SH: How did you meet Herman Haynes (grandpa)?

RH: The same way you met Carter Lol

SH: School?

RH: Yu sharp*

SH: And tell me about that.

RH: Well Skye, just give me a dinner break and time to catch my breath. This will be the moment.

SH: Ha— take all the time you need.

RH: I need it, all the time. 

RH: I was home from school on holiday and was helping in my uncle in his shop while he was out looking about his animals. I saw a vehicle stop and a young man in army uniform came out. He wanted to know if I knew a certain district and a certain person who happened to be his brother who I'd never met before. My mother told me that I could go with him to where his brother was living. I went with him and he followed me back home.

SH: Why'd you want to go with him?

RH: He did not know the place and my mother told me to go with him.

SH: I see. My parents would never just let me drive off with a stranger. He could've been a murderer lol

RH: Sorry I should have told you that he alighted from the vehicle and the vehicle continued. Furthermore, my mother knew his brother quite well. 

SH: I see. What was Mr. Haynes like?

RH: Handsome, pleasant, always smiling, cared a lot for the less fortunate, always neat in his dressing. He loved and was loved. Work was his hobby, no time to waste. He rose from a Private in the Jamaica Defence Force JDF to a Major. Could always be relied on. Travelled a lot to different countries. He loved beautiful surroundings and was very creative. So much can be said about your grandfather and the list goes on.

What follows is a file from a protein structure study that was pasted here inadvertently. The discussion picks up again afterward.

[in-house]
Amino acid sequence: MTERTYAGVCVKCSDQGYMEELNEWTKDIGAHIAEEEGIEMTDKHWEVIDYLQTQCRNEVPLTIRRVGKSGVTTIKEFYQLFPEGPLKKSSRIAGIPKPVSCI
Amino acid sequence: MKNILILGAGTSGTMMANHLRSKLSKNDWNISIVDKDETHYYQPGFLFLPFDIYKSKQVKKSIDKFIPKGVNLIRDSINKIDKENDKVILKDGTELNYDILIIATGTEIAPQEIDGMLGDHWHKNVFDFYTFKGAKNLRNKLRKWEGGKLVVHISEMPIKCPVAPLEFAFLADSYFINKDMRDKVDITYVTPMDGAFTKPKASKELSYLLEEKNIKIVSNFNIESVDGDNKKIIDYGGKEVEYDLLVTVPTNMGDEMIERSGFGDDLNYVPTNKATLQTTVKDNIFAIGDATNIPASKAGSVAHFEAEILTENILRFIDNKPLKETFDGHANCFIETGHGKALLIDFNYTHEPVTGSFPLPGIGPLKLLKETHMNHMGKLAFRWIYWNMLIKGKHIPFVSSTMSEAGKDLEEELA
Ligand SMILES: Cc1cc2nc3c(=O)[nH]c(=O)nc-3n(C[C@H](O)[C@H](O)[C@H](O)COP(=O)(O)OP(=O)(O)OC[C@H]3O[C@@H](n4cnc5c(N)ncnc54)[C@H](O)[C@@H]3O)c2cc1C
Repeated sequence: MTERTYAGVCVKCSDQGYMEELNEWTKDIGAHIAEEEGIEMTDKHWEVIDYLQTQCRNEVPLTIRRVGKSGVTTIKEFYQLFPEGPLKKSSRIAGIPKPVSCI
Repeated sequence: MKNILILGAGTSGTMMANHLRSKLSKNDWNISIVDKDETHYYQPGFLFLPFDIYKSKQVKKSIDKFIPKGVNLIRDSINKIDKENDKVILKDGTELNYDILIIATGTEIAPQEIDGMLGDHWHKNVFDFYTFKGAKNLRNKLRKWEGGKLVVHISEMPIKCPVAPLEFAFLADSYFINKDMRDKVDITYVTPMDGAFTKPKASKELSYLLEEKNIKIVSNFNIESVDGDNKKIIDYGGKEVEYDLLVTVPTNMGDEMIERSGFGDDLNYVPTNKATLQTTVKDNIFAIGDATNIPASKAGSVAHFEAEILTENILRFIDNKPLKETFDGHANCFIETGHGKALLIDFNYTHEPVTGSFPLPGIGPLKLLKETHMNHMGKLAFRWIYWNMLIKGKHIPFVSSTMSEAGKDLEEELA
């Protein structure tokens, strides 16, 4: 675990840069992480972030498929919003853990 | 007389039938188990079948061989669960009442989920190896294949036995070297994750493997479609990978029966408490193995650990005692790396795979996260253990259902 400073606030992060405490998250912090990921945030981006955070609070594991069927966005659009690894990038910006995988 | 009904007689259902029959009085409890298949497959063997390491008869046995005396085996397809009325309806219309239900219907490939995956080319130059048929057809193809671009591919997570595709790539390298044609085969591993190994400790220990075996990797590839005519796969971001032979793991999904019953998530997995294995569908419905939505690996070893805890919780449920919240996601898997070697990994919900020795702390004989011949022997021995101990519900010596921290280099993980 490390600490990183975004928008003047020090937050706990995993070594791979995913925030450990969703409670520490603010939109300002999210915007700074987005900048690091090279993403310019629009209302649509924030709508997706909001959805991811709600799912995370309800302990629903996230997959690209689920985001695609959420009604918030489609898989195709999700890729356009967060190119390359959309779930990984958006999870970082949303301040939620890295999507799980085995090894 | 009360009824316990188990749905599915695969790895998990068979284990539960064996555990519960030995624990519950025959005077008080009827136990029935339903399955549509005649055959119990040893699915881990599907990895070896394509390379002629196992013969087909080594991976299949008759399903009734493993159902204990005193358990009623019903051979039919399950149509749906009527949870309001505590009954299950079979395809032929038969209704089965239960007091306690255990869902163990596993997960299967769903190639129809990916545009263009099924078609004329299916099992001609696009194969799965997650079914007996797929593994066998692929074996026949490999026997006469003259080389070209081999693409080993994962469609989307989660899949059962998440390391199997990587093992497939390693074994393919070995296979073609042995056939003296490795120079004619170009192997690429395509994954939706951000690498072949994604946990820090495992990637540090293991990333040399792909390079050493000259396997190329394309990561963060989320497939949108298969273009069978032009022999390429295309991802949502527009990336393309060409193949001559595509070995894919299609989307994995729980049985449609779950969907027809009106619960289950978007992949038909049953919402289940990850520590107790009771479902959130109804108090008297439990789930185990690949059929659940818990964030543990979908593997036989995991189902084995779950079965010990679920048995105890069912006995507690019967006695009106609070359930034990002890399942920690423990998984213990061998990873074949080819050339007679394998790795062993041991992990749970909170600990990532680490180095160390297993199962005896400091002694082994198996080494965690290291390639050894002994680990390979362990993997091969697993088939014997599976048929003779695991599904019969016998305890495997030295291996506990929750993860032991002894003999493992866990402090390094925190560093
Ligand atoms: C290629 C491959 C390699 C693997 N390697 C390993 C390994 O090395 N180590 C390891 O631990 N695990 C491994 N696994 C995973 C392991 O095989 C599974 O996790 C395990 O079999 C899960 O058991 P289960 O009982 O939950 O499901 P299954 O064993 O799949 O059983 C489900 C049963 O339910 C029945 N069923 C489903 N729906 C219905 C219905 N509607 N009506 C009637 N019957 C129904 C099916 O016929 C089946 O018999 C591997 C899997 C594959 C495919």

The next morning I asked my grandma when she realized she loved my grandfather Herman Haynes. 

"From the very moment our eyes made four."

My grandpa Herman bought my grandma Ruth a ring in Trinidad while on military duty. The next day he was so excited to propose to her he visited her with a parcel of things he bought her while in Trinidad, and among those items was a little box with a ring in it. 

"It was not so much a big surprise because I knew it was just a matter of time and he knew it too. 'What is to be will be.' We were just meant for each other, no if's ands or buts about that. How could I refuse a man that I was deeply in love with. Would you?"

Clearly not, cause I did the same thing!

She married him at 21. It was a Saturday afternoon in July at the Garrison Church in Up Park Camp. The wedding was simple, with 40 guests in attendance. Their reception was held in Spanish Town at her sister-in-law's house. They were greeted by the song, "What Am I Living For," which, when I googled, seemed to have been sung by Chuck Willis. If I'm wrong, I'm sure she'll correct me. 

"It was a night of selected music from great singers, toasting, drinking, eating and dancing. The following day Sunday was a rest day, and it was back to work for both of us on Monday."

She had a lot to say about her marriage to my grandfather. 

"Marrying a soldier is not a bed of roses. One has to expect many of ups and downs, good times and bad times, many lonely days and lonely nights. There were many times when we'd make plans, and suddenly they had to be aborted due to emergencies re his work. The union produced three healthy and handsome boys."

This was my dad, my uncle Naurice and my uncle Hurley.